Israel is in the process of watching a peace treaty unravel. I don’t mean the one with Egypt, but the one with Syria. No, I’m not crazy. Since Henry Kissinger’s shuttle diplomacy in 1974, the Israelis have had a de facto peace agreement of sorts with the al Assad family. After all, there were clear red lines that both sides knew they shouldn’t cross, as well as reasonable predictability on both sides. Forget about the uplifting rhetoric, the requirement to exchange ambassadors and the other public policy frills that normally define peace treaties. What counts in this case is that both sides observed limits and constraints, so that the contested border between them was secure. Even better, because there was no formal peace agreement in writing, neither side had to make inconvenient public and strategic concessions. Israel did not have to give up the Golan Heights, for example. And if Syria stepped over a red line in Lebanon, or say, sought a nuclear capacity as it did, Israel was free to punish it through targeted military strikes. There was usefully no peace treaty that Israel would have had to violate.
Of course, the Syrians built up a chemical arsenal and invited the Iranians all over their country and Lebanon. But no formal treaty in the real world — given the nature of the Syrian regime — would likely have prevented those things. In an imperfect world of naked power, the al Assads were at least tolerable. Moreover, they represented a minority sect, which prevented Syria from becoming a larger and much more powerful version of radical, Sunni Arab Gaza. In February 1993 in The Atlantic Monthly, I told readers that Syria was not a state but a writhing underworld of sectarian and ethnic divides and that the al Assads might exit the stage through an Alawite mini-state in the northwest of their country that could be quietly supported by the Israeli security services. That may yet come to pass.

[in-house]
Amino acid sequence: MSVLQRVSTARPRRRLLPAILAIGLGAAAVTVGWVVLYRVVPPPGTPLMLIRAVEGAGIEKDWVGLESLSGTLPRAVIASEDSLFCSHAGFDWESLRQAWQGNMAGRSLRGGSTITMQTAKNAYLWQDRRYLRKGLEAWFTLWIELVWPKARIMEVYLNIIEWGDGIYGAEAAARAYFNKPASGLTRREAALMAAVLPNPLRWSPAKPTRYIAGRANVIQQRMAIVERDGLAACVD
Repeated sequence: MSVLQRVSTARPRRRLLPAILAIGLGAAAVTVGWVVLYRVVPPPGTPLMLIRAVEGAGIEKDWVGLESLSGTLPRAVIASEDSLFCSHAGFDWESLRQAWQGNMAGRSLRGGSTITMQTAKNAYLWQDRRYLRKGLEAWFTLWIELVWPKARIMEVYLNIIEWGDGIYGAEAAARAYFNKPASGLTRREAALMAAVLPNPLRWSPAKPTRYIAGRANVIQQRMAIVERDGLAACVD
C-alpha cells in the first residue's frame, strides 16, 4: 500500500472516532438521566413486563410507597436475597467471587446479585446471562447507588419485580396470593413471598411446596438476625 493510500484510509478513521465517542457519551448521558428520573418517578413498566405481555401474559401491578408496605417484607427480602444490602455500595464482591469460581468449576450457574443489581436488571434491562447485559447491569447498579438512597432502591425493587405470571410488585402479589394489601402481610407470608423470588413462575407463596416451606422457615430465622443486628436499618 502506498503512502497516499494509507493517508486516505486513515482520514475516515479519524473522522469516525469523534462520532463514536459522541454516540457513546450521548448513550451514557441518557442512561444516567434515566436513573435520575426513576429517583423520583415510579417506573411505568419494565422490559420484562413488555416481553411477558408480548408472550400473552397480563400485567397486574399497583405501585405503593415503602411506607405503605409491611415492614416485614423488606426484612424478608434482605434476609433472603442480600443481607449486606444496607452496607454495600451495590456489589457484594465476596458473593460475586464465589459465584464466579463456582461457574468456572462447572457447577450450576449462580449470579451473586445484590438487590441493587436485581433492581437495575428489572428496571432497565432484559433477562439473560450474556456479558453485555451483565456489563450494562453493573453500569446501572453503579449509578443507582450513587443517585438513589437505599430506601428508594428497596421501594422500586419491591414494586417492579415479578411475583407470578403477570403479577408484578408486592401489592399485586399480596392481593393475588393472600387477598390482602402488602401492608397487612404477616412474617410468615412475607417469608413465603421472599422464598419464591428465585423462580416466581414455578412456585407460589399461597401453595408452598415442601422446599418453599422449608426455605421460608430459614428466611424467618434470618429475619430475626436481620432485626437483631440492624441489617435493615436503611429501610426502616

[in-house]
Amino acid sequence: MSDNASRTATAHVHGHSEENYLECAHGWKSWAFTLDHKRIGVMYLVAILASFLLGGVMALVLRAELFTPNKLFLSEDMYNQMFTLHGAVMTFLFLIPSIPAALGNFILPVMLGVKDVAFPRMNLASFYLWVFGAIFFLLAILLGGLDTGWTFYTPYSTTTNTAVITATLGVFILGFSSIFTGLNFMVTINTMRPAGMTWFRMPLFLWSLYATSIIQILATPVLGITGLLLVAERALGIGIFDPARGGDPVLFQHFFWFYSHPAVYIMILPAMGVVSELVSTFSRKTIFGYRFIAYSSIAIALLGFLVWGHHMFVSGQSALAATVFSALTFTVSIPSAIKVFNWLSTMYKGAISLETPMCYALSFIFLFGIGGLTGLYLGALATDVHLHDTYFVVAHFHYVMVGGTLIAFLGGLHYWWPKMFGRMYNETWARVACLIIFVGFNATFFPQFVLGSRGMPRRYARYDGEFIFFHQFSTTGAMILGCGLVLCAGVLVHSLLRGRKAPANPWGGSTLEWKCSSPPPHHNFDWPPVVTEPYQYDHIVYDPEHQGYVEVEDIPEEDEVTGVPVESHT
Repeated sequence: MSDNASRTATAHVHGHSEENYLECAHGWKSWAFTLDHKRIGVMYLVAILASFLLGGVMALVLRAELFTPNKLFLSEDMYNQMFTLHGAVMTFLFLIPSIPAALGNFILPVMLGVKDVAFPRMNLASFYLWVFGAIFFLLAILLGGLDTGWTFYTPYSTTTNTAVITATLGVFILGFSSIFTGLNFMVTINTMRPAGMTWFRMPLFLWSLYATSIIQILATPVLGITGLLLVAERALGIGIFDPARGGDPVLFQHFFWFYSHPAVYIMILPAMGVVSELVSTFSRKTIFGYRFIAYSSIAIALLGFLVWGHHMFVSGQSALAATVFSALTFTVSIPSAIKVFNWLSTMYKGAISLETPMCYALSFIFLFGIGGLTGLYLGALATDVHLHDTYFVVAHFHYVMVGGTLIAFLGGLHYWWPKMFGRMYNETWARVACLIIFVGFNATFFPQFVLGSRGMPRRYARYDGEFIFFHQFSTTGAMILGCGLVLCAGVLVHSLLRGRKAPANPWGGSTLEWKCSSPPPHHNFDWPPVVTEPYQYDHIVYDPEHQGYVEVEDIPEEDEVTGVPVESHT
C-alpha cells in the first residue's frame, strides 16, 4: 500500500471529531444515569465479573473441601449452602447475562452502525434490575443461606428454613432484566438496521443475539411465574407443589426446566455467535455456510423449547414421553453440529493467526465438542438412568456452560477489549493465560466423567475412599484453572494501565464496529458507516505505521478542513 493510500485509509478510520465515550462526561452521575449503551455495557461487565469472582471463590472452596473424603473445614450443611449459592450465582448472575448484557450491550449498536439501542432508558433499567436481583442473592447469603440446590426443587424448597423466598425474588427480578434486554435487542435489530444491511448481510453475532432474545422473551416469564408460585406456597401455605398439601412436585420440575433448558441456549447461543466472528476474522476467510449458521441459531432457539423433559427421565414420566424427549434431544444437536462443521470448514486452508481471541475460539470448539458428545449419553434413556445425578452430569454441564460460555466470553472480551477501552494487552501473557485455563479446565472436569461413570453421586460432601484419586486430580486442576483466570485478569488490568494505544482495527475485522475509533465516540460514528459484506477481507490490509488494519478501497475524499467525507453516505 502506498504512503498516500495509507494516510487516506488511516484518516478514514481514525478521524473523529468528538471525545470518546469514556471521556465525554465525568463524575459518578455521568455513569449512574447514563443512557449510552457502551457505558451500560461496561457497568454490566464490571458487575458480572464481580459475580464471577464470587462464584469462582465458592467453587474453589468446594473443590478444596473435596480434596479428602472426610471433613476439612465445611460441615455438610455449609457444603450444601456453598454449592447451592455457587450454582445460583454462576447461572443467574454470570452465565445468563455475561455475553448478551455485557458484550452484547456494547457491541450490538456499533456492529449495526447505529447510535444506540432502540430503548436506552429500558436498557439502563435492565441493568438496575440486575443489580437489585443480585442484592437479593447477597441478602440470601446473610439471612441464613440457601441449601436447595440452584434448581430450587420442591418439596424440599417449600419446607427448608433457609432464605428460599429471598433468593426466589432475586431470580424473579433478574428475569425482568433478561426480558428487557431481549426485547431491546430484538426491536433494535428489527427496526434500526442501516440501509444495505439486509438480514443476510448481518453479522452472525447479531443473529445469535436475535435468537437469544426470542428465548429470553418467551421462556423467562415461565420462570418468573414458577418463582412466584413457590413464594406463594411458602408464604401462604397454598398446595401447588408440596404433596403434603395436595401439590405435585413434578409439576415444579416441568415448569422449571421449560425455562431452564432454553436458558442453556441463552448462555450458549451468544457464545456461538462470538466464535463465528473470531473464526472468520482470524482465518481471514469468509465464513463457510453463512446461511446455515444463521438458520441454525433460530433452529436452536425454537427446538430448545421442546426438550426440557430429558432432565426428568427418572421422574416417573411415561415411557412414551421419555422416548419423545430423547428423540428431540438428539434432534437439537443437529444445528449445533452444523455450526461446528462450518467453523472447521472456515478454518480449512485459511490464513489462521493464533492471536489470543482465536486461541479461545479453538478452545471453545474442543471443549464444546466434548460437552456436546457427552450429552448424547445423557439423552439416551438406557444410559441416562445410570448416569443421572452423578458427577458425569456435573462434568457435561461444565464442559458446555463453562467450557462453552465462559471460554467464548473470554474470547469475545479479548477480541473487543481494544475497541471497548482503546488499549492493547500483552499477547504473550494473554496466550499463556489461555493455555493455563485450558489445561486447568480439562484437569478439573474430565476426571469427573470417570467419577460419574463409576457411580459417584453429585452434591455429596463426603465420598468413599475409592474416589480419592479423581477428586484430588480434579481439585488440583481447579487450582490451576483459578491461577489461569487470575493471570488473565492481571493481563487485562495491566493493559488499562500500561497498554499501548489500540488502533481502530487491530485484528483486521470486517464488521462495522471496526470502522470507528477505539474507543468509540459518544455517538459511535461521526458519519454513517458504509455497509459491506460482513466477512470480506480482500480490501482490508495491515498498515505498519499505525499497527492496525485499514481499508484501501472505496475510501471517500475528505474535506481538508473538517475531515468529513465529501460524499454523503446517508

Israeli political leaders may periodically tell the media that Bashar al Assad’s days are numbered, but that does not necessarily mean Israelis themselves believe that is an altogether good scenario. Indeed, I strongly suspect that, for example, when the Israelis and the Russians meet, they have much in common regarding Syria. Russia is supporting the al Assad regime through arms transfers by sea and through Iraq and Iran. Israelis may see some benefits in this. Russian President Vladimir Putin may actually enjoy his meetings with Israelis — who likely don’t lecture him about human rights and the evils of the al Assad regime the way the Americans do.
True, a post-al Assad Syria may undermine Iranian influence in the Levant, which would be a great benefit to Israel, as well as to the United States. On the other hand, a post-al Assad Syria will probably be an anarchic mess in which the Iranians will skillfully back proxy guerrilla groups and still be able to move weapons around. Again, al Assad is the devil you know. And the fact that he is no longer, functionally speaking, the president of Syria but, rather, the country’s leading warlord, presents challenges that Israelis would prefer not to face.
What about Hezbollah, in this admittedly cynical Israeli view? Hezbollah is not a strategic threat to Israel. Hezbollah fighters are not about to march en masse over the border into Haifa and Tiberias. Anti-missile systems like Iron Dome and David’s Sling could reasonably contain the military threat from the north. Then there are Israel’s bomb shelters — a one-time only expense. Hezbollah, moreover, needs Israel. For without a powerful Israel, Hezbollah would be robbed of the existential adversary that provides Hezbollah with its immense prestige in the Lebanese political universe, making Hezbollah so much more than just another Shiite group battling Sunnis.